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What is covered in a Home Inspection?

San Diego Inspection Perfection provides buyers, sellers, property owners, & agents with important information essential to evaluating a property’s condition. Through inspection, consultation & detailed reporting we review:

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Standards of Practice

Inspection Perfection adheres to the Standards of Practice governed by CREIA, the California Real Estate Inspection Association, the leading association for California fostering professionalism and education for the home inspection industry.

CREIA provides education, training and support services to its members and the real estate community. CREIA’s Code of Ethics and Standards of Practice are recognized by the California Business and Professions Codes and are considered the standard of care by the real estate industry and legal profession in the state. CREIA Inspector Members have successfully passed the proctored comprehensive written California Home Inspector Exam on the myriad of systems and components in the construction and maintenance of residential dwellings.

CREIA Standards of PracticePlease click this link to download the CREIA Standards of Practice, to fully understand the scope of a home inspection. (Requires Free Adobe Reader)

Home Inspection Agreement

Inspection Perfection Home Inspection AgreementPlease click this link to download the Inspection Perfection’s agreement (Requires Free Adobe Reader). This agreement closely follows CREIA’s Standards of Practice and Code of Ethics. Inspection Perfection will provide actual agreements with Reports at time of inspection.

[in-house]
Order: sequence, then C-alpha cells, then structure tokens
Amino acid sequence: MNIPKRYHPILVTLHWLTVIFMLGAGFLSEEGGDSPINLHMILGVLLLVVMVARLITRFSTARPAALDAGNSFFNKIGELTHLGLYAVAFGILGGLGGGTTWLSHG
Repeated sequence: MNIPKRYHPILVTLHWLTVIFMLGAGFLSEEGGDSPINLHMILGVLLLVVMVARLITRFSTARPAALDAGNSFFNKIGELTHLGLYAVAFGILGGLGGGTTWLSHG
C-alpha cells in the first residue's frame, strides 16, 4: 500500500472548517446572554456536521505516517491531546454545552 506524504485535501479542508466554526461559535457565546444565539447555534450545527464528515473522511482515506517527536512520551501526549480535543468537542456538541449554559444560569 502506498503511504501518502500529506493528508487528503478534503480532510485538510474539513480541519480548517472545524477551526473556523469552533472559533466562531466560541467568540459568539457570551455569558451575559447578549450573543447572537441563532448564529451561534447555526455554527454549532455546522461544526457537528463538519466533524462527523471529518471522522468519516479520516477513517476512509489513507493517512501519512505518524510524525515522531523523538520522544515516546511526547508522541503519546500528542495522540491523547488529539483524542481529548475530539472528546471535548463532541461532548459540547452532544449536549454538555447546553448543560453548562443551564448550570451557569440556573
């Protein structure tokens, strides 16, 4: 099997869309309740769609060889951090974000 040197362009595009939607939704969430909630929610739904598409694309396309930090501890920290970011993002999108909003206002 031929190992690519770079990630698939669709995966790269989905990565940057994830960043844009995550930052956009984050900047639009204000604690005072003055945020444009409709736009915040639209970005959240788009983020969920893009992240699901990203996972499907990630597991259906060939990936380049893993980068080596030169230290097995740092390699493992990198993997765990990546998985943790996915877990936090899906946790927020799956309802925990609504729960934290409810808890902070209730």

Exclusions & Limitations

In accordance of CREIA Standards of Practice below is are summary examples of areas not included in an inspection.  For more details please download the CREIA Standards of Practice.

Below are examples:

Inspectors are not required to:

  • Inspect under floor or attic areas that are not accessible
  • Move stored items
  • Perform any intrusive examination or testing
  • Examine any detached building and structures (other than primary parking structure)
  • Walk on roof surface if, in the opinion of the inspector, there is a possibility of damage to the surface or a hazard to the inspector
  • Electrical – Operate electrical systems or components which are disconnected or shut down
  • HVAC – Determine uniformity, temperature, airflow or balance of heat/cooling system


  • Built-In Appliances
  • Pools and Spas
  • Manufactured Homes

Limitations, Exceptions and Exclusions

  • The inspector may exclude from inspection any system, structure or component of the building which is inaccessible, concealed from view, or cannot be inspected due to the circumstances.

Preparing for a Home Inspection

To maximize a thorough home inspection, it’s important to have uncluttered access to all residential areas, all utitilies on and identify any known issues including non-functioning services, appliances etc.

  • Utilities: Verify all utilities are on including water, electrical and gas
  • Access: Verify access is available to crawlspace, attic, garage, habital rooms.Garage can occupy water heater, HVAC, electrical panel, main water & gas line. Home inspectors require sufficient access to inspect these appliances, flooring, structure and fire proofing.
  • Advise of any known problems including heating, air conditioning system, all appliances, plumbing, electrical, structural….etc.
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